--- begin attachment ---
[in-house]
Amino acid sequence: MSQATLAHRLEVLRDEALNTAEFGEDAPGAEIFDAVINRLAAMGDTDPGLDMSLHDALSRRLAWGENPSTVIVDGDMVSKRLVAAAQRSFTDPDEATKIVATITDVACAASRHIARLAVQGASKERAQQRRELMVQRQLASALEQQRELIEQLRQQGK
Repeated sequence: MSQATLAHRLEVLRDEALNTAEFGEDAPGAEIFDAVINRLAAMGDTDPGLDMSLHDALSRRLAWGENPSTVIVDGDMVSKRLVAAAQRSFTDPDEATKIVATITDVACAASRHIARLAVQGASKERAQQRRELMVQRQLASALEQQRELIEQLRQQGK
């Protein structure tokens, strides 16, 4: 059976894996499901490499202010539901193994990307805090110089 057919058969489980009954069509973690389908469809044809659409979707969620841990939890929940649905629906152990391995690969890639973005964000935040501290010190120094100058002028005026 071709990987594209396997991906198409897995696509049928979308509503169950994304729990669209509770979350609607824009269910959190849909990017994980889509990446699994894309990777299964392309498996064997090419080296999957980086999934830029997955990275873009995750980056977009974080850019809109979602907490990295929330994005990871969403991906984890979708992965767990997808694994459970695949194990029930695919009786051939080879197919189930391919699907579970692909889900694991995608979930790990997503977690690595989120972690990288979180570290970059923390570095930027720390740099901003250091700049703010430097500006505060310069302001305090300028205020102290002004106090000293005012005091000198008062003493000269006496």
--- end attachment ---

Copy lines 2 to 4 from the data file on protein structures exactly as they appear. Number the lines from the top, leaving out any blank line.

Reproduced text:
Amino acid sequence: MSQATLAHRLEVLRDEALNTAEFGEDAPGAEIFDAVINRLAAMGDTDPGLDMSLHDALSRRLAWGENPSTVIVDGDMVSKRLVAAAQRSFTDPDEATKIVATITDVACAASRHIARLAVQGASKERAQQRRELMVQRQLASALEQQRELIEQLRQQGK
Repeated sequence: MSQATLAHRLEVLRDEALNTAEFGEDAPGAEIFDAVINRLAAMGDTDPGLDMSLHDALSRRLAWGENPSTVIVDGDMVSKRLVAAAQRSFTDPDEATKIVATITDVACAASRHIARLAVQGASKERAQQRRELMVQRQLASALEQQRELIEQLRQQGK
């Protein structure tokens, strides 16, 4: 059976894996499901490499202010539901193994990307805090110089 057919058969489980009954069509973690389908469809044809659409979707969620841990939890929940649905629906152990391995690969890639973005964000935040501290010190120094100058002028005026 071709990987594209396997991906198409897995696509049928979308509503169950994304729990669209509770979350609607824009269910959190849909990017994980889509990446699994894309990777299964392309498996064997090419080296999957980086999934830029997955990275873009995750980056977009974080850019809109979602907490990295929330994005990871969403991906984890979708992965767990997808694994459970695949194990029930695919009786051939080879197919189930391919699907579970692909889900694991995608979930790990997503977690690595989120972690990288979180570290970059923390570095930027720390740099901003250091700049703010430097500006505060310069302001305090300028205020102290002004106090000293005012005091000198008062003493000269006496």